Customer teams would be so dependent upon the established ones that the established teams will simply abuse that relationship.

    The only stipulations would be that you can only have one thing from each team…and for each new season you’d have to design one of these on your own (except the engine, of course)

    Oh, now I see what you mean. Like McLaren bled Force India to death after signing a technical partnership last year. Except I can’t remember that happening.



    Icthyes, when you say “only one thing from each team” I’m assuming you mean a rear wing from one team, a front wing from another, engine cover from one more, and so on? Correct me if I’m wrong! The problem with that is that the parts simply wouldn’t work together – just like you couldn’t take a “best of” selection of parts from this years cars and create an “uber car”.

    The best way I can describe it is to use what Martin Brundle (I think!) said last year – you couldn’t just stick the nose and front wing of the RB5 onto the BGP001 and expect it to go faster, because the RB5 was all about channeling air over the car, whereas the Brawn was all about channeling air under the car to feed the diffuser. Obviously that’s a massive oversimplification, but you get what I mean!

    I do think that you can’t ignore the potential of customer cars – I was thinking about why more recent teams set up by ex-drivers (Stewart, Prost, etc.) have tended to fail, compared to the relative success of the entries by drivers in the early years of Formula 1. Of course, the answer is customer cars – for example, Maserati and Cooper supplied quite a few entries between them in the 1960 F1 season.

    Now I’m not saying that new entries just buying chassis off current constructors is the solution, but maybe something along those lines. What I was thinking is some sort of cash pool from new teams to fund the building of a car by one manufacturer – Lola or Durango for example. All the new teams can start off with the same basic chassis and over the course of the season buy aero kits (a la IndyCar’s new regulations) to keep the cars competitive. Then a rolling introduction over maybe 2 years of their own contributions until they’re fully fledged teams in their own right. Sound plausible?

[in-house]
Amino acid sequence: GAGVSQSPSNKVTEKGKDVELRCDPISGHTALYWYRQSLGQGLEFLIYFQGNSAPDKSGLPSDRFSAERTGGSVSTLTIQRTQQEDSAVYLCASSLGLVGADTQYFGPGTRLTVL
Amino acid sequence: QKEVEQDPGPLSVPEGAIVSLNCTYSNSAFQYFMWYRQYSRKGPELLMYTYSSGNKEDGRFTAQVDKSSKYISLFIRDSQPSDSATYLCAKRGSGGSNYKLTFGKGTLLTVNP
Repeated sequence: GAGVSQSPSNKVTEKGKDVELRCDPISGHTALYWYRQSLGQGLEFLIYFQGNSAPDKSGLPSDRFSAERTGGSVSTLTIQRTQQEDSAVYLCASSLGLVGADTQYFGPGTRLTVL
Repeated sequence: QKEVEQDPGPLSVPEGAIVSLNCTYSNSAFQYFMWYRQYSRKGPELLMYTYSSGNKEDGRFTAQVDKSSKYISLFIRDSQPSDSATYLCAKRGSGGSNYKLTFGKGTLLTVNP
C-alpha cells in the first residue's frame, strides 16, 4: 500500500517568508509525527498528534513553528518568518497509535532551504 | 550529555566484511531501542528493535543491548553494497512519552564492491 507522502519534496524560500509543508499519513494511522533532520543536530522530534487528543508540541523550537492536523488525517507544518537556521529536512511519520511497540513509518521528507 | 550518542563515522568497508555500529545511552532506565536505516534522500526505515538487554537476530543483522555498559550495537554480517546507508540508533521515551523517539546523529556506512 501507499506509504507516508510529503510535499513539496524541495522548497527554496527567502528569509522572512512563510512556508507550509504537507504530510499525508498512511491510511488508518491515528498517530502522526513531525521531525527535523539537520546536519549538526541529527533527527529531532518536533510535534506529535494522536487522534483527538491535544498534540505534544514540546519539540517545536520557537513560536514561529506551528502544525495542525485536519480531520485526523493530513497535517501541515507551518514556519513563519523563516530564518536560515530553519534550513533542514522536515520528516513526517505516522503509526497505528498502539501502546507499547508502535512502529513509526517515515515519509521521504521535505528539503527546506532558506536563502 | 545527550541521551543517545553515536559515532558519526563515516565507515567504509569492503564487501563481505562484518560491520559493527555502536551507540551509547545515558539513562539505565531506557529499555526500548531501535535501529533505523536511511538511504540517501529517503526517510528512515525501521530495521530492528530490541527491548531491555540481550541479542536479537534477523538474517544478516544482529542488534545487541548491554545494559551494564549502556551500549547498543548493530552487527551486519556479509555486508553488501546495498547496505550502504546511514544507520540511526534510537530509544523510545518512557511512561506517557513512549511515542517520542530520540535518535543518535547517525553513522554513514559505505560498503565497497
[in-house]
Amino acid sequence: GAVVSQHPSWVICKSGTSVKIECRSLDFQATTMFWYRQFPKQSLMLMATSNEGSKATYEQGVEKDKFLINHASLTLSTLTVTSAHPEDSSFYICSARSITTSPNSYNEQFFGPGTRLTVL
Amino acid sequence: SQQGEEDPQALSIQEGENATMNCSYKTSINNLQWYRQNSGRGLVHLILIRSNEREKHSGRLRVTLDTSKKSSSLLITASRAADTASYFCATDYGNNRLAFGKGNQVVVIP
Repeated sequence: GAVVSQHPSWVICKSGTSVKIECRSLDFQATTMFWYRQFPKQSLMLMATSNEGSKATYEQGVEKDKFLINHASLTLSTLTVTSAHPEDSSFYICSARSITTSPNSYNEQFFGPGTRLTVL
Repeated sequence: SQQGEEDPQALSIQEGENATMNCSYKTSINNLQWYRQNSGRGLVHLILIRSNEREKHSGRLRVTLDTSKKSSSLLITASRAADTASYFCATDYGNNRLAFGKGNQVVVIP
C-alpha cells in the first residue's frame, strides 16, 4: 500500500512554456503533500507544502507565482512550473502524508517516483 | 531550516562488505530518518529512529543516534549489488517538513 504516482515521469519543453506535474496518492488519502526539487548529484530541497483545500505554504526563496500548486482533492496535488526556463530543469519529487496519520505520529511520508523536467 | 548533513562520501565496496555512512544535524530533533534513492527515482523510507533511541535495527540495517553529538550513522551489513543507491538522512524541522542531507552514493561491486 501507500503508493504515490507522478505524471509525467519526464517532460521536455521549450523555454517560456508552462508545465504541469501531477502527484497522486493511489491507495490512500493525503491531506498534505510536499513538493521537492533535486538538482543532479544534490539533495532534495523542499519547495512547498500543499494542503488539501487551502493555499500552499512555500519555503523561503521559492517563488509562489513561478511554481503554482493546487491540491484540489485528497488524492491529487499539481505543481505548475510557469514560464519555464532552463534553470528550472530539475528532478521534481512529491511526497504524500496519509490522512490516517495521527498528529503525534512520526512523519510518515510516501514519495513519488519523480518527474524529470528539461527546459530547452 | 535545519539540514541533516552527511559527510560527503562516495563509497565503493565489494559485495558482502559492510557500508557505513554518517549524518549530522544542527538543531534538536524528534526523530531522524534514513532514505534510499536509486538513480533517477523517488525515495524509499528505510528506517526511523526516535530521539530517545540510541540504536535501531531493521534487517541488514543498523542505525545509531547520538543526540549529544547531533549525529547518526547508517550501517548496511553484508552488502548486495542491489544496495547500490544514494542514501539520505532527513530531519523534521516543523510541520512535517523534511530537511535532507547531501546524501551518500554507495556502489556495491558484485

No, I said chassis, gearbox, engine, drivetrain – what I assume to be the fundamentals of the cars, I could be wrong in including one or missing out another. So a team would have an RB6 (next year, though) with a Cosworth engine and Renault’s gearbox, etc.

    It’ll never happen, but if the FIA hadn’t changed their minds over the 2008 rules then there wouldn’t be a problem to overcome (and no, this isn’t an invitation to open the Prodrive saga again!).



    My mistake, that’s what I get for not reading posts properly! We can always hope that something’ll change, and, though I hope none of the new teams do pull out, if one were to maybe it would persuade the FIA to implement a more sustainable method of new team entry!



    I was looking forward to a new team but if they were just going to do a USF1 then I’m glad no one was picked.


    Keith Collantine

    There’s already posts on this on the site:

    No 13th F1 team in 2011

    Epsilon Euskadi not giving up on F1

    Thread closed.